The main task of new student leaders will be to save public education at a time of rampant privatization
Talk of local level election has been heating up our political climate. And why not? After all, people are getting a chance to choose their local level representatives after a gap of 20 years. But another election, a smaller but feistier cousin of the local poll, the election of the Free Student’s Union (FSU), is also all set to make a comeback after eight years. And it is being held at a time the country’s political transition is in its last legs. The last student election happened when the country was still trying to regain its bearings after the euphoria of Maoists’ triumph in the first Constituent Assembly elections in 2008. Expectations were high, both among common people and students alike, and the country was looking forward to unprecedented changes. How have things changed since!
The Maoists are a shadow of their former self, and the pro-parliamentary parties have more or less covered lost ground. But during this transition, which was also the reason for the failure to timely hold FSU elections, student politics suffered the most. At least where I study, the central campus of TU, which accounts for more than 4,000 voters, the whole culture of student politics has been lost.
Students, except hardcore cadres, care little about FSU election and are least interested in campus politics. One of the main tasks of student leaders who emerge victorious from the upcoming FSU election will be to revive the culture of clean student politics in campuses. For the history of Nepal shows that without strong student politics, neither political changes nor a stable and healthy democracy is possible.
However, the main task of student leaders will be to save public education at a time when untrammeled privatization has been creating havoc in the country. The beauty of public education is that it is affordable for people of all economic strata. It is served on right-basis and not as a commodity. But there are groups who want to change this. They have already gained partial success by scrapping the Intermediate Level, the higher secondary level, from public campuses. Still the public campuses are going strong, with their Bachelors and Masters level programs. This has imbued the mongers of private education with fear.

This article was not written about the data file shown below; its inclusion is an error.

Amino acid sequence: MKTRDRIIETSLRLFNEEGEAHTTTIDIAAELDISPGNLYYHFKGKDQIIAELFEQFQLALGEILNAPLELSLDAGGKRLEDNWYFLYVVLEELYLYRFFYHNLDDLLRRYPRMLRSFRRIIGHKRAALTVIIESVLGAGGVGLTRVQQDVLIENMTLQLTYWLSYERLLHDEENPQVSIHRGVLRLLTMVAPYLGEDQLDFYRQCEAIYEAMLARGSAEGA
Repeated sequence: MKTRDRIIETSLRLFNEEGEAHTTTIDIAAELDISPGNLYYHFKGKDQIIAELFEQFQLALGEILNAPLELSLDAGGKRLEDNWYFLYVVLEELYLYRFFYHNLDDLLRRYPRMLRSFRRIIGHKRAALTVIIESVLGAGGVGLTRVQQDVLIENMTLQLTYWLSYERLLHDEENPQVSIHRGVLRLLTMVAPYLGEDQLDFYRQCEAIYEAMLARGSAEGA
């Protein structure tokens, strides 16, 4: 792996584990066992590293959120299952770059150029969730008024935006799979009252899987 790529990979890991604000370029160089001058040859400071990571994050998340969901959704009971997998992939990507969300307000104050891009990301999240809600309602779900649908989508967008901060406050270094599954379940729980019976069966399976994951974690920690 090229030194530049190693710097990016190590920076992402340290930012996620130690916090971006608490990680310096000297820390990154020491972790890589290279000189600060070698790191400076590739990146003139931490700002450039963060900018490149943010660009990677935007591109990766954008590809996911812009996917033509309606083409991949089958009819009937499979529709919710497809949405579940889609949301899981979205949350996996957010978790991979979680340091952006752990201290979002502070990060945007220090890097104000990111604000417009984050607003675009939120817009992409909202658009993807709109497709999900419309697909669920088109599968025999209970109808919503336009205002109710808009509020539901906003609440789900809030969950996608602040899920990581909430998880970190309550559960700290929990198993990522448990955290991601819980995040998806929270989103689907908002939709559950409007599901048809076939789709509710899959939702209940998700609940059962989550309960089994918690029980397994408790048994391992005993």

They want to completely privatize the education sector and make education exclusively available to the elites and well-offs who are willing to pay most for it. For them education is not a basic right guaranteed by the constitution but a medium to fill their own coffers. Quality education is a prerequisite for a successful career and public education aspires to reach students regardless of their spending capacity. Student leaders have a duty to protect this aspiration of students.
But this will not be easy. Private college owners have been using all the weapons at their disposal—political leaders, teachers unions to even student unions—in order to harm the quality of education being offered by public campuses. They want to leave students with no choice but to enroll in a private college and pay many-fold the price that they would have paid at a public campus. Student leaders will have to check this, or else students of the lowest strata who cannot afford the forever-rising prices of private colleges will be left with no option other than to drop out or study at a substandard public campus. This disenfranchisement from quality education will further widen the gap between the well offs and the poor which, as amply proven by the decade-long civil war, won’t be good for anyone. Excuses like bad state of infrastructure or degrading quality of teachers cannot be employed to finish off our public education. Student leaders should always be mindful of this.
We are at an important and delicate juncture. The grievances of the poor and marginalized have still not been adequately addressed. The country is losing youths to brain drain and foreign employment at an alarming rate. And the new constitution’s dream of a society based on equity and social justice seems more elusive than ever. Hence for students this FSU election is every bit as important, if not more so, as local level election. And the student leaders who will be elected this time will have their work cut out to ensure that quality higher education is made accessible to all Nepalis.
The author is pursuing an MA in Tribhuvan University Central Department of English and works as news editor at Radio Nepal